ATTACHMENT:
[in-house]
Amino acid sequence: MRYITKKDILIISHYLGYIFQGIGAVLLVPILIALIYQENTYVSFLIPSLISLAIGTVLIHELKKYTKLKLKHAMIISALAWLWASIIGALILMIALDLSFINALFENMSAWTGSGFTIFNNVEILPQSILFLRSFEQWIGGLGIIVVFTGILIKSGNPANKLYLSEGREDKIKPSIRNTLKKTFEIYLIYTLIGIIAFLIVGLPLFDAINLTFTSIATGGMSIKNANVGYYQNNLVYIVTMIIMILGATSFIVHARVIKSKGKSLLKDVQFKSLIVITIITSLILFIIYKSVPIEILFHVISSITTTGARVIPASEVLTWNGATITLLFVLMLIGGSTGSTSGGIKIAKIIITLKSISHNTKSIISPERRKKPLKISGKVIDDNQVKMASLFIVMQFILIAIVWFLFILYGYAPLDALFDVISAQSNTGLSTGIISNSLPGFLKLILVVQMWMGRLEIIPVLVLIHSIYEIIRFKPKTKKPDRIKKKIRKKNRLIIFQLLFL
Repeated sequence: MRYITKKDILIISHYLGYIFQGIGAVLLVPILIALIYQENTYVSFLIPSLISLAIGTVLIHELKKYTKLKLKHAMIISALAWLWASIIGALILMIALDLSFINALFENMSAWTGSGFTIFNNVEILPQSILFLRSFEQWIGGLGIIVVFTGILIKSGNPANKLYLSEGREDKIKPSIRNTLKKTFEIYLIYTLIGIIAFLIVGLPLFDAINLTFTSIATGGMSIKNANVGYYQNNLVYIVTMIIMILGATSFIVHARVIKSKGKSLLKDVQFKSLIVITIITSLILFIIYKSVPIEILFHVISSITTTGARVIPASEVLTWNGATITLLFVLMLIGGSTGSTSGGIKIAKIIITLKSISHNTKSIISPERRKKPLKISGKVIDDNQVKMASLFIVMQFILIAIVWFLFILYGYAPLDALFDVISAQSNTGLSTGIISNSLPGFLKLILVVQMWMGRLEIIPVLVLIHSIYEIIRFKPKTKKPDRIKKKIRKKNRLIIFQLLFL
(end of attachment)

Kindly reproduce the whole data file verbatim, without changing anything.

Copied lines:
[in-house]
Amino acid sequence: MRYITKKDILIISHYLGYIFQGIGAVLLVPILIALIYQENTYVSFLIPSLISLAIGTVLIHELKKYTKLKLKHAMIISALAWLWASIIGALILMIALDLSFINALFENMSAWTGSGFTIFNNVEILPQSILFLRSFEQWIGGLGIIVVFTGILIKSGNPANKLYLSEGREDKIKPSIRNTLKKTFEIYLIYTLIGIIAFLIVGLPLFDAINLTFTSIATGGMSIKNANVGYYQNNLVYIVTMIIMILGATSFIVHARVIKSKGKSLLKDVQFKSLIVITIITSLILFIIYKSVPIEILFHVISSITTTGARVIPASEVLTWNGATITLLFVLMLIGGSTGSTSGGIKIAKIIITLKSISHNTKSIISPERRKKPLKISGKVIDDNQVKMASLFIVMQFILIAIVWFLFILYGYAPLDALFDVISAQSNTGLSTGIISNSLPGFLKLILVVQMWMGRLEIIPVLVLIHSIYEIIRFKPKTKKPDRIKKKIRKKNRLIIFQLLFL
Repeated sequence: MRYITKKDILIISHYLGYIFQGIGAVLLVPILIALIYQENTYVSFLIPSLISLAIGTVLIHELKKYTKLKLKHAMIISALAWLWASIIGALILMIALDLSFINALFENMSAWTGSGFTIFNNVEILPQSILFLRSFEQWIGGLGIIVVFTGILIKSGNPANKLYLSEGREDKIKPSIRNTLKKTFEIYLIYTLIGIIAFLIVGLPLFDAINLTFTSIATGGMSIKNANVGYYQNNLVYIVTMIIMILGATSFIVHARVIKSKGKSLLKDVQFKSLIVITIITSLILFIIYKSVPIEILFHVISSITTTGARVIPASEVLTWNGATITLLFVLMLIGGSTGSTSGGIKIAKIIITLKSISHNTKSIISPERRKKPLKISGKVIDDNQVKMASLFIVMQFILIAIVWFLFILYGYAPLDALFDVISAQSNTGLSTGIISNSLPGFLKLILVVQMWMGRLEIIPVLVLIHSIYEIIRFKPKTKKPDRIKKKIRKKNRLIIFQLLFL